Letter: Better life for all through early semi-retirement

Re: Angry Unemployed Youth Shake Up Status Quo Around the World, Jane Muskens column, Feb. 25, Capital News.

To the editor:

Re: Angry Unemployed Youth Shake Up Status Quo Around the World, Jane Muskens column, Feb. 25, Capital News.

One way to achieve a reduction of youth unemployment would be by lowering the retirement age.

If people over the age of 55 would spend the last few years, until their retirement, with training, teaching and mentoring younger people on a part-time basis, without losing their benefits based on full time work, then, and in no particular order of importance:

1. Middle managers could rise up the ladder sooner

2. The knowledge and know-how, of these new part-timers, would not be lost

3. Younger people would receive appropriate training

4. By entering the workforce they would contribute to the pension fund(s)

5. By working, they would be less likely to tax the medial system

6. A decrease in unemployment could also mean a decrease in domestic violence, other violence, suicides, accidents etc., and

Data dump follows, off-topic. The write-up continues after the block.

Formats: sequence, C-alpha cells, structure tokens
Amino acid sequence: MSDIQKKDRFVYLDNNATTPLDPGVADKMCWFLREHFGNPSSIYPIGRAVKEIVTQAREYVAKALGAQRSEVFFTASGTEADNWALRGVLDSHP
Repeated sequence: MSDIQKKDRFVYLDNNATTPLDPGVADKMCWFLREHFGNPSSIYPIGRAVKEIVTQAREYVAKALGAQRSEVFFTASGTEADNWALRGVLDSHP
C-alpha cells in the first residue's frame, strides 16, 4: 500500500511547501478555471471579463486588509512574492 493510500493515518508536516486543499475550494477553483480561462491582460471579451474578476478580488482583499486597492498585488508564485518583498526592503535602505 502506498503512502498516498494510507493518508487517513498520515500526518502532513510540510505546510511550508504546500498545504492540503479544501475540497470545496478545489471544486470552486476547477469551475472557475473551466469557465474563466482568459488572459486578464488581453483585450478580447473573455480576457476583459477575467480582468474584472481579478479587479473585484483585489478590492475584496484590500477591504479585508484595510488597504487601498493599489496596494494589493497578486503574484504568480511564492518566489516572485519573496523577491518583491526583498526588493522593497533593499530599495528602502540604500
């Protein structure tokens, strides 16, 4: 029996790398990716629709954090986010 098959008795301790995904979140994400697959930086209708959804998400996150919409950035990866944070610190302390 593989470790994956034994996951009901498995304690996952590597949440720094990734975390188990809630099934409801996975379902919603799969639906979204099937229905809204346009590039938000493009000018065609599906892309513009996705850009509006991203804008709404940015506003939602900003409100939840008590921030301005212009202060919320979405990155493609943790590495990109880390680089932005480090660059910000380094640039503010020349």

7.  When working they then would, perhaps, also be less likely to be a burden to the law enforccement and legal systems (eg., due to alcohol abuse, illegal drug consumption, and/or risky behaviour).

By maintaining full-time benefits, for half-time work, provided it is spent monitoring, then the mentors would ease into retirement years:

1. Therefore, would be less likely to destabilize their relationships at home

2. Thus they would, possibly, maintain betterhealth

3. They might, subsequently, be less of a burden to the health care system

4. They would be free to volunteer, during half of the gained time, and

5. They might devote more time to adult education, home renovations, travel etc., and invest some of their savings into the economy.

Furthermore, people, who work regularly in excess or 50 hours per week, should be more heavily taxed on their earnings, for those additional hours, because they are taking somebody else’s job away.

Employers should not be able to avoid granting benefits, by hiring several part-timers to fill full-time jobs.

There may be other aspects, to lowering the retirement age, which I have not considered.

In my opinion, raising the retirement age, is the wrong way to approach our social skills. I have never yet read an article, promoting early part-time retirement, based on the above benefits and hope that better brains will take serious look at my conclusions.

Slyvia Schoepf,

Kelowna

 

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